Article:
Innermost thoughts of*
Swaziland - Mswati III, King
“I, King Mswati III, am proud to be Africa’s last absolute monarch. I use and abuse my royal prerogatives, collecting wives (so far I have 13 of them) and amassing riches while my subjects die of thirst. I got a private jet for my birthday and, in return, I give limousines to my close relatives. Life is short so I’ve decided to enjoy myself.
I’m delighted to have an effective government. Effective in terms of governance and implementing health programmes? No, forget that. Around 40 per cent of the population is infected with HIV, poverty is on the rise, the economy is not viable and foreign investors have thrown in the towel. But that doesn’t keep me awake at night. I mean it is effective at controlling the information put out by the press and discouraging those idiotic journalists who think they can criticize me. That kind of effective!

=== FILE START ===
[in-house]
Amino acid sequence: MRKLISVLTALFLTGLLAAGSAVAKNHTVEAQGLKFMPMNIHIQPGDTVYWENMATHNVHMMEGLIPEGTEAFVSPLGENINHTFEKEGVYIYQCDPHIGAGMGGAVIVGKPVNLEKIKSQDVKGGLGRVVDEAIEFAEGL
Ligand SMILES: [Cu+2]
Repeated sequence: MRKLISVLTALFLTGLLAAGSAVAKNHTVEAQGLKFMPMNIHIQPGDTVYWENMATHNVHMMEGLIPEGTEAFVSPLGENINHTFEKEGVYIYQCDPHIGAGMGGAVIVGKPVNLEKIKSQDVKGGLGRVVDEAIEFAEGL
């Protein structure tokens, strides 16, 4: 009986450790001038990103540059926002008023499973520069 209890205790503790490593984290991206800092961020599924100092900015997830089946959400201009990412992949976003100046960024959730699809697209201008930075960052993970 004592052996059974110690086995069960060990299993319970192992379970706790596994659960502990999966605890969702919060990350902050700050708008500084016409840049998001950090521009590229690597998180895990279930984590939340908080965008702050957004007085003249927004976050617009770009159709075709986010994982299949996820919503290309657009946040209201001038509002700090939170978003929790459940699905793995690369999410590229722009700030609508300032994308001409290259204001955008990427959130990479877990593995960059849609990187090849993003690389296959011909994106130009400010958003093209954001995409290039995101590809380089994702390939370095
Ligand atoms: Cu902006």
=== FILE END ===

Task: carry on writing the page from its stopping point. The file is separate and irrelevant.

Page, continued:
My aides issue reminders to journalists on my behalf. In 2010, my brother, Prince Mhalaba, said journalists who kept on writing bad things about our kingdom would be killed. Two years before that, my justice minister, Majahekhaba Dlamini, issued a public warning that journalists who criticized the government would be arrested and charged with terrorism. The “suppression of terrorism” law provides for sentences of up to 25 years in prison. That should dissuade them.
Intimidation is an effective policy. Self-censorship is now routine. It is hard to imagine anyone criticizing me or other senior officials nowadays. Two journalists, Mfomfo Nkambule of the Times of Swaziland, the country’s only privately-owned newspaper, and Mario Masuku of the Times Sunday, were forced to stop writing their columns in 2009.
When a handful of idiots took the street to demand my departure in 2011 and 2012, we arrested the Swazi and foreign journalists who went to cover their pseudo-demonstrations. When the editor of the magazine The Nation was found guilty of contempt of court in 2013, he was sentenced to a fine of 200,000 emalangeni (more than 16,000 euros) or two years in prison if the fine was not paid. Enough to silence him and encourage his colleagues to do the same.”